Reasonable Goals in High School
- Diet and Nutrition
Leave enough time to plan, prepare and eat a solid breakfast every single morning. Include grain, fruit and dairy. Prepare the night before so breakfast is easy, accessible and with food that’ll time release during the morning. Carbohydrates to be digested over a period of time so when lunch comes around, the body has had its energy for the morning, and is not overly hungry, but ready to accept another portion of nutrition.
Find the MDR (minimum daily requirements) or as the measure is now I think, MDV (minimum daily value) of vitamins and minerals needed to support healthy growth. The U.S. Department of Health has a listing of these vitamins and minerals and their benefits. Track the daily intake and make notations of how the body feels, daily. Take stock of an increased attention span and a host of other actions. Most, if not all packaging contains that food’s contents in this regard.
Take plenty of stock in fresh fruits and vegetables. These products contains enzymes that allow the digestive cycle to do its thing. And enzymes can’t work without hydration – water, and plenty of it year round.
A strength and conditioning plan should be tailored to the individual life style and demeanor of athlete. A growing athlete has to be concerned about growth plates, realistic physical and mental endurance levels for each season. Off Season conditioning is like night and day when compared to Post Season conditioning. Learn the differences. Don’t discount mental conditioning. Social interaction with friends, conflicts at school, the pressures of exams and such are not good companions with a conditioning cycle that only addresses the muscles. Maturity lessons go hand in hand here. That’s what parents are for.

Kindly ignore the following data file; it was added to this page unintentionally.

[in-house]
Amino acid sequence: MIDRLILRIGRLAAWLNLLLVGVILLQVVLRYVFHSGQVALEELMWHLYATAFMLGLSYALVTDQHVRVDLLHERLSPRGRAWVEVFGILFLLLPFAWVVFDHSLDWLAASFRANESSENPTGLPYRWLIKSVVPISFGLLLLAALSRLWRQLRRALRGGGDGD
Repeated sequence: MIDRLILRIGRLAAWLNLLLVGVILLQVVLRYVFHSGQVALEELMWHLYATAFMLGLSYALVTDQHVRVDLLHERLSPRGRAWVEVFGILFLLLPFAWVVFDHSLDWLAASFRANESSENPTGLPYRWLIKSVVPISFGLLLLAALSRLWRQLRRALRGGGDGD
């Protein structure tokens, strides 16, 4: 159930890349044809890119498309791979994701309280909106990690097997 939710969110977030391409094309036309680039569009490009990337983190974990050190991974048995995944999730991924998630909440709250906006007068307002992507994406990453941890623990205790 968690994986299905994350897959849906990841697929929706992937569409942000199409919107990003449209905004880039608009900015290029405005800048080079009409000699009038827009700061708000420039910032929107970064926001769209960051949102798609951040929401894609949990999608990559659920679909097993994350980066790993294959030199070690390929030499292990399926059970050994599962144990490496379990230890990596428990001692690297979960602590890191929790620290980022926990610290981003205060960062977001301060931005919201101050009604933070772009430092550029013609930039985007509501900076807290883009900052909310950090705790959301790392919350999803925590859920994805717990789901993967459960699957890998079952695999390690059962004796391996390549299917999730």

Take a portion of this sport and learn it. From rules to backing up a play the proper way. Take time to go over a small part every day.
4 Time Management
Set a realistic Time Management tempo that can be addressed . Start with say … breakfast. Start with a time to prepare tomorrow’s breakfast. Set a time to finish the day’s routine so a good night sleep has time to work – 7 -8 hours for most youngsters.
I could add more, but this will fill a youngster’s plate in not time. Notice I didn’t mention anything about pitching? When setting priorities for a young athlete, it’s the little things that support everything else.